A second study in the same journal seemed to back up the claim.
Two new large studies published Monday, July 10, in the Annals of Internal Medicine showed that coffee could extend one's life through reducing the risk of death from heart disease, stroke, diabetes, or even cancer.
They came to their conclusions after analysing data of healthy people over the age of 35 from 10 European Union countries. Also, the more coffee people drank, the more they smoked: among those who drank four cups or more per day, just 26 percent had never smoked. Coffee, however, had no effect on the risks of dying from pneumonia, flu, Alzheimer's disease, suicide, or accidents.
The researchers noted that in the United States, about 75 percent of adults drink coffee, and 50 percent drink it daily.
None of those studies prove coffee, per se, provides the benefit.
Coffee is one of the most widespread drinks in the world.
While the research can not prove point blank that drinking in coffee will result in a longer life, the study shows a strong association.
And even if they were to be certain it was the coffee that was responsible, not every risk improved. After considering factors like diet and smoking, researchers found that the group with the highest consumption of coffee had a lower risk for all-causes of death.
Despite the people being so different from country to country, the researchers saw a consistent relationship, said co-lead author Neil Murphy, of the Inter Agency for Research on Cancer in Lyon, France.
It is also possible some of those people became unwell while having their regular brews.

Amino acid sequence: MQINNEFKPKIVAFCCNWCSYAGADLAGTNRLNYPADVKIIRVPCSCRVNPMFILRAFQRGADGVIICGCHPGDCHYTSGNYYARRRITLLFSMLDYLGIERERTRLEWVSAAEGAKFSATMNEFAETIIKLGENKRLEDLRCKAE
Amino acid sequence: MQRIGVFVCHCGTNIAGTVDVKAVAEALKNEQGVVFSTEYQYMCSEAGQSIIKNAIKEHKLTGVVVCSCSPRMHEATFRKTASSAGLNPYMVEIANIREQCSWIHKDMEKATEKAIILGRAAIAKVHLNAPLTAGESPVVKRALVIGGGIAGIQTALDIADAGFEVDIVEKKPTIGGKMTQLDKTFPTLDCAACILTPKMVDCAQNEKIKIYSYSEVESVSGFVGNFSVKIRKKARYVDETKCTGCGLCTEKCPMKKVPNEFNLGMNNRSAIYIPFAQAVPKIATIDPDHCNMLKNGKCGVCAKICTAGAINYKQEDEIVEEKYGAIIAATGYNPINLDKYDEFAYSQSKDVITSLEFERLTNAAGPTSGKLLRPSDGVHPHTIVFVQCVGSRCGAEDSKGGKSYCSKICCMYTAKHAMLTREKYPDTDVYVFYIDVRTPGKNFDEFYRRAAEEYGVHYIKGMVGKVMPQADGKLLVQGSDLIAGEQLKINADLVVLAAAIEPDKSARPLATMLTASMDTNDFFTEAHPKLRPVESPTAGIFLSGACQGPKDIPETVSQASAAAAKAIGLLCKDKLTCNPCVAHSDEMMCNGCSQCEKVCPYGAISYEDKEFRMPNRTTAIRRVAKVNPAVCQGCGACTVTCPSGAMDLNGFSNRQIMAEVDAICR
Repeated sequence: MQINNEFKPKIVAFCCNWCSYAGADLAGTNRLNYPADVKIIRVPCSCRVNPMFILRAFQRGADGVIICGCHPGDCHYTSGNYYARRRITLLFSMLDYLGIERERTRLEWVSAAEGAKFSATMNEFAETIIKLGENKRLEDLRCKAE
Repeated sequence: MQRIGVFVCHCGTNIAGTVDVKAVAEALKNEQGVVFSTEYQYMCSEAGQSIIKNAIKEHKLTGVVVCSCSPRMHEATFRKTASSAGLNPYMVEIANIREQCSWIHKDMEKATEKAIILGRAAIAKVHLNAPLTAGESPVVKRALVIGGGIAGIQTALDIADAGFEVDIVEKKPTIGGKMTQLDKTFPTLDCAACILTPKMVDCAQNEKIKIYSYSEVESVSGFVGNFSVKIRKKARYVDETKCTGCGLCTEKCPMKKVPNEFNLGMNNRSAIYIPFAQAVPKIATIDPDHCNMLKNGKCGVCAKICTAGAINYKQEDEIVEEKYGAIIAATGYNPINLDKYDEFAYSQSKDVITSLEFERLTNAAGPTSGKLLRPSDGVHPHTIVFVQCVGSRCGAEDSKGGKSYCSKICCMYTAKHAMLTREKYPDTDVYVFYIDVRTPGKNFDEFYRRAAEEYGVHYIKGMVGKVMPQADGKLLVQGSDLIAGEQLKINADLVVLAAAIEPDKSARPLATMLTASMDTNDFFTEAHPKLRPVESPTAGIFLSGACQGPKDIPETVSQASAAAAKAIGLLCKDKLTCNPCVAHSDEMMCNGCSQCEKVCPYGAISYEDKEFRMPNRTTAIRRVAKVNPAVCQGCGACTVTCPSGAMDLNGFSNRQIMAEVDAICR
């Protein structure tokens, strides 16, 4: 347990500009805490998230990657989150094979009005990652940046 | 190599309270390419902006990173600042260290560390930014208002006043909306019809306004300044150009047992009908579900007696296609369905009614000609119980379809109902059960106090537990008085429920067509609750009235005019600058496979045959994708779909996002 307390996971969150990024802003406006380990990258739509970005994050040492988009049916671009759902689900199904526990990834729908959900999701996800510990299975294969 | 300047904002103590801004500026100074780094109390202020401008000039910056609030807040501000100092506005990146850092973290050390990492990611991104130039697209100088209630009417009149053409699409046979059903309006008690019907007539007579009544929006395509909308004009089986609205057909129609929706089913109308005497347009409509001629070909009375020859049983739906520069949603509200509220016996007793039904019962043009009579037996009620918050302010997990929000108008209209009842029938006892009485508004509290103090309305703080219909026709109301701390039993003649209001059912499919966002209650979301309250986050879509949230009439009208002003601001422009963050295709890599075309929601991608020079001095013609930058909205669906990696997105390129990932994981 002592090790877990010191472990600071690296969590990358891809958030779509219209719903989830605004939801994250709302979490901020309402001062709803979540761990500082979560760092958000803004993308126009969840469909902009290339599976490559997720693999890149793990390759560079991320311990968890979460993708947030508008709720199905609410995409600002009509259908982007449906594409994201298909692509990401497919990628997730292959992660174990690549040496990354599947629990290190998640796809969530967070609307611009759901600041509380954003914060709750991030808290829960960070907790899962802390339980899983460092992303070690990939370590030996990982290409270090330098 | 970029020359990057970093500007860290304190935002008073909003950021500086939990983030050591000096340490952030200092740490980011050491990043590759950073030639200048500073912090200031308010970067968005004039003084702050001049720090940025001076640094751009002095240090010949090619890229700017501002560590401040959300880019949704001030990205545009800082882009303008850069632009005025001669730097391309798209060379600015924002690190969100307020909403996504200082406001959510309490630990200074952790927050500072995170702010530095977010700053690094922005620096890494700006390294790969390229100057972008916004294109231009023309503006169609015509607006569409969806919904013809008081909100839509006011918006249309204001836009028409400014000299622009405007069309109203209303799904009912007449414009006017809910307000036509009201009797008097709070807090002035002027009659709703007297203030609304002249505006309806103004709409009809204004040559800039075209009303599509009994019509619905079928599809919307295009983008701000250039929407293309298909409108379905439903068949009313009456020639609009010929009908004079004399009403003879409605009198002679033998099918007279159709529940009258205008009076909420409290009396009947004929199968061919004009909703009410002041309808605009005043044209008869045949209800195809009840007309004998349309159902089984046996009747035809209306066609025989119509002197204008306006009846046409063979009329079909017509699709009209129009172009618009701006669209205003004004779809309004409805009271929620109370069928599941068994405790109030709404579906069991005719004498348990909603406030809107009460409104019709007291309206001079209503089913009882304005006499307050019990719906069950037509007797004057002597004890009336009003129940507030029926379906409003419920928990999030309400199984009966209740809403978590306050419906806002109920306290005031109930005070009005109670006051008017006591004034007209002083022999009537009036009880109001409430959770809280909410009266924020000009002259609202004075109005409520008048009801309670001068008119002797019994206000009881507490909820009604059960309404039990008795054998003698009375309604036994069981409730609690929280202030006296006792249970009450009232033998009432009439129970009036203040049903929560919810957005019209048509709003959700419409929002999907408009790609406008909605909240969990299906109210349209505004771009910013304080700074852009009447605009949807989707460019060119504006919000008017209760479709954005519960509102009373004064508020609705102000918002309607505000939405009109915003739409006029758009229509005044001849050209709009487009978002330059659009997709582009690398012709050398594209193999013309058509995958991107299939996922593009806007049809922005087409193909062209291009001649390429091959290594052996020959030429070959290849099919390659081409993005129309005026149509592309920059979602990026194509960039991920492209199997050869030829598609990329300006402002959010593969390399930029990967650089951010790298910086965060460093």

Previous studies have shown conflicting and often contradictory results.
Both studies adjusted findings to take into account that people who drink larger amounts of coffee are likely to smoke tobacco products as well.
For instance, the European study left out people who had cancer, heart disease or diabetes, in other words it studied people over 35 who were already more or less healthy.
Sattar said that one disadvantage of the research was that the fact that people stop drinking coffee - or drink less of it - when they are ill, a "bias is very hard to fully overcome". Just take it as a little bit of evidence that your coffee habit might not be as terrible as everyone thinks. Too much caffeine may also increase the risk of miscarriage. For example, the polyphenols found in coffee act as antioxidants, which helps cells survive from the damaging effects of molecules called free radicals. Two to three cups increased this to 18 percent.
How could we ever be sure whether coffee makes you live longer?
According to the accompanying editorial, a protective effect of coffee is biologically plausible because polyphenols and other bioactive compounds in it have antioxidant properties, which are linked to reduced insulin resistance, inflammation, and biomarkers of liver function. These subjects hailed from 10 different European countries, each with their distinctive styles of coffee consumption, such as the espresso sippers of Italy and the cappuccino-lovers of the UK.